Event Tracking

Events can represent any generic activity in your application that you think might be worth tracking. Examples could be tapping a button, finishing a game level - really any user interaction that you may want to track and analyze. Special event types such as screen views, eCommerce transactions, and errors are covered later in this guide.

Events are logged using the logEvent method and/or one of its variants.

MParticle.getInstance().logEvent("Food Order", EventType.Transaction);


MPEvent describes an event and all of its properties. It also gives you the ability to keep a reference to an event whose lifespan is longer than the execution of the current block of code. You use MPEvent in conjunction with the logEvent method. Create an instance of MPEvent, populate it with all the data you want to log for a particular event, then pass it as a parameter to logEvent. All properties are optional with the exception of a name and an event type.

Map<String, String> eventInfo = new HashMap<String, String>(2);
eventInfo.put("spice", "hot");
eventInfo.put("menu", "weekdays");

MPEvent event = new MPEvent.Builder("Food Order", EventType.Transaction)

MPEvent.Builder("Food Order", MParticle.EventType.Transaction).run {
    HashMap<String, String>(2).apply {
        put("spice", "hot")
        put("menu", "weekdays")
    }.let {
}.also {

Timed Events

You can additionally use the SDK to track the duration of an event.

In order to start timing an event with the SDK, create an MPEvent.Builder object and call startTime() on it. Later, call endTime() and then log the event as you would normally with logEvent.

MPEvent.Builder eventBuilder = null;

private void levelStarted() {
   eventBuilder = new MPEvent.Builder("level_completed", EventType.Other)
   //you can also store MPEvent.Builder objects in persistence, to retrieve them across sessions and app-restarts:
   sharedPreferences("level_completed_event", eventBuilder.toString());

private void levelCompleted(){
  //if the app has been restarted, and you've persisted the event builder
  if (eventBuilder == null){
     eventBuilder = MPEvent.Builder.parseString(sharedPreferences.getString("level_completed_event"));
var eventBuilder : MPEvent.Builder? = null

private fun levelStarted() {
    eventBuilder = MPEvent.Builder("level_completed", MParticle.EventType.Other)
    //you can also store MPEvent.Builder objects in persistence, to retrieve them across sessions and app-restarts:
    sharedPreferences("level_completed_event", eventBuilder.toString());

private fun levelCompleted() {
    //if the app has been restarted, and you've persisted the event builder
    eventBuilder = eventBuilder ?: MPEvent.Builder.parseString(sharedPreferences.getString("level_completed_event"))
    eventBuilder?.also {

Event Type

The SDK provides an enumeration that represents the possible event types. See below for a description of this categorization.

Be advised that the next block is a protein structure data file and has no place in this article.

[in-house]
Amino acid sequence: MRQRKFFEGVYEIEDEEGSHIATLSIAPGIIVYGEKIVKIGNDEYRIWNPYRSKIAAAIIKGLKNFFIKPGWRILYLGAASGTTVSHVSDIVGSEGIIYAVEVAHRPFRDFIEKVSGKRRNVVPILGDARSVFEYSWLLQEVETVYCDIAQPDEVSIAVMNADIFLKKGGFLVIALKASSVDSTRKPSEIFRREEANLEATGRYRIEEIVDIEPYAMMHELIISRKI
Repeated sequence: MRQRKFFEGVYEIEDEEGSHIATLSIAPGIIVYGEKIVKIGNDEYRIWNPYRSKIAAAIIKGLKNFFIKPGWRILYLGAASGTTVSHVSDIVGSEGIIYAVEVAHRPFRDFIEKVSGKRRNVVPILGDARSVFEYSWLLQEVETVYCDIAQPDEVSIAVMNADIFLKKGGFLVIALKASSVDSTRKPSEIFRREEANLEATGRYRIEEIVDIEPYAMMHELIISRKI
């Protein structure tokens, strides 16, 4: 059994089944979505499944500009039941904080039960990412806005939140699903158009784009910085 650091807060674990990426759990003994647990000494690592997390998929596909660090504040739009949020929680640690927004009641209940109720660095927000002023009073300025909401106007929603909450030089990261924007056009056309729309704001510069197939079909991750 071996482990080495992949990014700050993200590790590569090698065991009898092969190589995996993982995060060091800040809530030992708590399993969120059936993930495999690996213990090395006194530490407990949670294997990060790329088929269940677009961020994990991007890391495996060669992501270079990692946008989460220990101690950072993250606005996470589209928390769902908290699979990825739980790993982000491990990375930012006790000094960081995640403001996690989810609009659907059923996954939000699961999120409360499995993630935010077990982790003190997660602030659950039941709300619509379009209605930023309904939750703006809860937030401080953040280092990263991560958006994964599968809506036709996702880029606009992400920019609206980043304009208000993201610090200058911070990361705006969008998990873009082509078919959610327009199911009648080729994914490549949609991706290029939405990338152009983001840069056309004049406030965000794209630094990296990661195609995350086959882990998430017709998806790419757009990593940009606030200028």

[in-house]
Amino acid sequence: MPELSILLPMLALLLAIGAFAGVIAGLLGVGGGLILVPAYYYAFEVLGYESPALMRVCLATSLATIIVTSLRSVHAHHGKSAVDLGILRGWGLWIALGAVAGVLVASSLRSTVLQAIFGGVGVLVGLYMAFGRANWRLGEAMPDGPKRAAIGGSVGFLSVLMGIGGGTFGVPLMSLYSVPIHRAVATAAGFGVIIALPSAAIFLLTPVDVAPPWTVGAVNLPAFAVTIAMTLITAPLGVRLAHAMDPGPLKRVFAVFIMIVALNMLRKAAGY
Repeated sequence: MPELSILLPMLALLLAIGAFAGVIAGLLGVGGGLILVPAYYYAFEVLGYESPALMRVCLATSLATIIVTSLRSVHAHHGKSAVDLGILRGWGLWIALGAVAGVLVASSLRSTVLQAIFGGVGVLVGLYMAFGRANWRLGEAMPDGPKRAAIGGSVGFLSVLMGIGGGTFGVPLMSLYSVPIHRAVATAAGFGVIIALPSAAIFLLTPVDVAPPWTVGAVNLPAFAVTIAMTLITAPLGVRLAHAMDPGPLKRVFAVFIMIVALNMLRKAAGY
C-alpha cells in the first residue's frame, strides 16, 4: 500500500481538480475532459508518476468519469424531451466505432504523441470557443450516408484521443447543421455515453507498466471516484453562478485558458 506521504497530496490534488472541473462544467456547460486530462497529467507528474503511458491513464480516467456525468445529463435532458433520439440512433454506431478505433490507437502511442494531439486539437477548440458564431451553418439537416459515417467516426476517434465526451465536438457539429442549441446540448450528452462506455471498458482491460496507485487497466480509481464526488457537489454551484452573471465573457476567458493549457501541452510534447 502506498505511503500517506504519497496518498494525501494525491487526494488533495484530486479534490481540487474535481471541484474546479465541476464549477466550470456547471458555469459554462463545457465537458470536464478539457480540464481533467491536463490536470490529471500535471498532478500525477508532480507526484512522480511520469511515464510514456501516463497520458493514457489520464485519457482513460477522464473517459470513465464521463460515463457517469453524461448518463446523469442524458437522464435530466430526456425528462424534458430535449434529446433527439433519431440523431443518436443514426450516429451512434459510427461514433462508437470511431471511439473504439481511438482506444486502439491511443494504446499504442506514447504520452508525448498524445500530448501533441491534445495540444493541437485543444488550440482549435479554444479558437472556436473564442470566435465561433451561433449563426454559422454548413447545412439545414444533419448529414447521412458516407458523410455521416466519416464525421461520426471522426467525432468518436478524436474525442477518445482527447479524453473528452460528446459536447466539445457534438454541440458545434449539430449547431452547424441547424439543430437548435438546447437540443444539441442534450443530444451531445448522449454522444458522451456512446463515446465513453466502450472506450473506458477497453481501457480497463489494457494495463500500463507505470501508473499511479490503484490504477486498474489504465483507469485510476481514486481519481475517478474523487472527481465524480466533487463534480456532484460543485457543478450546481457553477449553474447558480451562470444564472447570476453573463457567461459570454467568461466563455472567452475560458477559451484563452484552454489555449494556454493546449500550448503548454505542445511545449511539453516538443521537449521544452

public enum EventType {
Event Type Description
Navigation Events that indicate a user click sequence or content consumption. Examples might include interface navigation, music listening, video view, menu or tab selection, or when the back button is pressed.
Location Events that indicate where a user is located or interacting physically. Examples might include a check-in, geo fence, or GPS navigation.
Search Any event where users input criteria to find content/answers. Examples might include a keyword search, voice search, or a QR code scan.
Transaction Any events that are part of a transaction workflow. Examples might include selecting a product, subscribe, upgrade, or bid.
User content Events where users are creating content. Examples might include create task, compose, record, scan, or save.
User preference Any event that creates personalization for the user. This includes registration, saving/labeling content items, creating profiles, setting application preferences or permissions.
Social Any action where users share content with others. Examples might include post, rate, tweet, share, attach, email.
Other Use this event type to create an event that falls into no clear category.

Custom Flags

Custom flags are used to trigger specific behavior and send specific data-points to particular providers. By design, custom flags are sent only to the specific provider for which they are required. This differs from generic, custom event attributes, which mParticle will send to all of your configured services which support generic key/value event data. Custom Flags cannot be used within an audience definition.

Reference the guide for each integration to see if you need to instrument custom flags.

MPEvent event = new MPEvent.Builder("Set Interest", MParticle.EventType.UserPreference)
                .addCustomFlag("Lotame.Interest", "top-40-music")
MPEvent.Builder("Set Interest", MParticle.EventType.UserPreference).run {
    addCustomFlag("Lotame.Interest", "top-40-music")
}.also {

Upload Frequency

To save bandwidth, mParticle does not always immediately send each event as it is generated. Instead we upload batches of events according to the following rules:

The SDK always uploads as soon as possible on the first session for a client, to ensure that install events are immediately available.

Whenever a Commerce event is logged, mParticle will imediately upload all queued events.

mParticle uploads all queued events whenever a session ends. This may be after a user navigates away from your app according to the configured session timeout

You can force an upload with the upload method.


In all other cases, mParticle uploads events at a configurable interval

//set upload interval in seconds